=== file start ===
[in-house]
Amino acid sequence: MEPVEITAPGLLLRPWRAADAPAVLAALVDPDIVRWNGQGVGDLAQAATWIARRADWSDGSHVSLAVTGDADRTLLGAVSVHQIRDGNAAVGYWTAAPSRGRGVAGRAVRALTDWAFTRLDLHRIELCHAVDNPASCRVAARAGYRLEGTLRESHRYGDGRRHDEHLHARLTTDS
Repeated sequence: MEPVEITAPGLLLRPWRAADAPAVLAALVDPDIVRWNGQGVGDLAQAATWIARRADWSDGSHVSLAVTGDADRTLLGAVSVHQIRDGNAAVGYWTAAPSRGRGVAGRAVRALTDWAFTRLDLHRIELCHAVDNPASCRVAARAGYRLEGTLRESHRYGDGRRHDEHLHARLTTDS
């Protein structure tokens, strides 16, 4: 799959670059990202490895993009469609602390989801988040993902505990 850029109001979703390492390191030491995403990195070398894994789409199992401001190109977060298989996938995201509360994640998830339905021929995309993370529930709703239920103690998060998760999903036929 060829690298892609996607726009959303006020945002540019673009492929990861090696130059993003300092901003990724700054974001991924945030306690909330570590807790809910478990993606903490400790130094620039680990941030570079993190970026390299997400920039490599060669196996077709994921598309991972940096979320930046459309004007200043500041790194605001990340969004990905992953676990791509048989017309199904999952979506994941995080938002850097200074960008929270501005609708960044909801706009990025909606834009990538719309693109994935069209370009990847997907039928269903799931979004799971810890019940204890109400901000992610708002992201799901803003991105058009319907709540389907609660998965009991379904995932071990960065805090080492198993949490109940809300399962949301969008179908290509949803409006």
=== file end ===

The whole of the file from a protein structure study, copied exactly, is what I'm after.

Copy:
[in-house]
Amino acid sequence: MEPVEITAPGLLLRPWRAADAPAVLAALVDPDIVRWNGQGVGDLAQAATWIARRADWSDGSHVSLAVTGDADRTLLGAVSVHQIRDGNAAVGYWTAAPSRGRGVAGRAVRALTDWAFTRLDLHRIELCHAVDNPASCRVAARAGYRLEGTLRESHRYGDGRRHDEHLHARLTTDS
Repeated sequence: MEPVEITAPGLLLRPWRAADAPAVLAALVDPDIVRWNGQGVGDLAQAATWIARRADWSDGSHVSLAVTGDADRTLLGAVSVHQIRDGNAAVGYWTAAPSRGRGVAGRAVRALTDWAFTRLDLHRIELCHAVDNPASCRVAARAGYRLEGTLRESHRYGDGRRHDEHLHARLTTDS
């Protein structure tokens, strides 16, 4: 799959670059990202490895993009469609602390989801988040993902505990 850029109001979703390492390191030491995403990195070398894994789409199992401001190109977060298989996938995201509360994640998830339905021929995309993370529930709703239920103690998060998760999903036929 060829690298892609996607726009959303006020945002540019673009492929990861090696130059993003300092901003990724700054974001991924945030306690909330570590807790809910478990993606903490400790130094620039680990941030570079993190970026390299997400920039490599060669196996077709994921598309991972940096979320930046459309004007200043500041790194605001990340969004990905992953676990791509048989017309199904999952979506994941995080938002850097200074960008929270501005609708960044909801706009990025909606834009990538719309693109994935069209370009990847997907039928269903799931979004799971810890019940204890109400901000992610708002992201799901803003991105058009319907709540389907609660998965009991379904995932071990960065805090080492198993949490109940809300399962949301969008179908290509949803409006």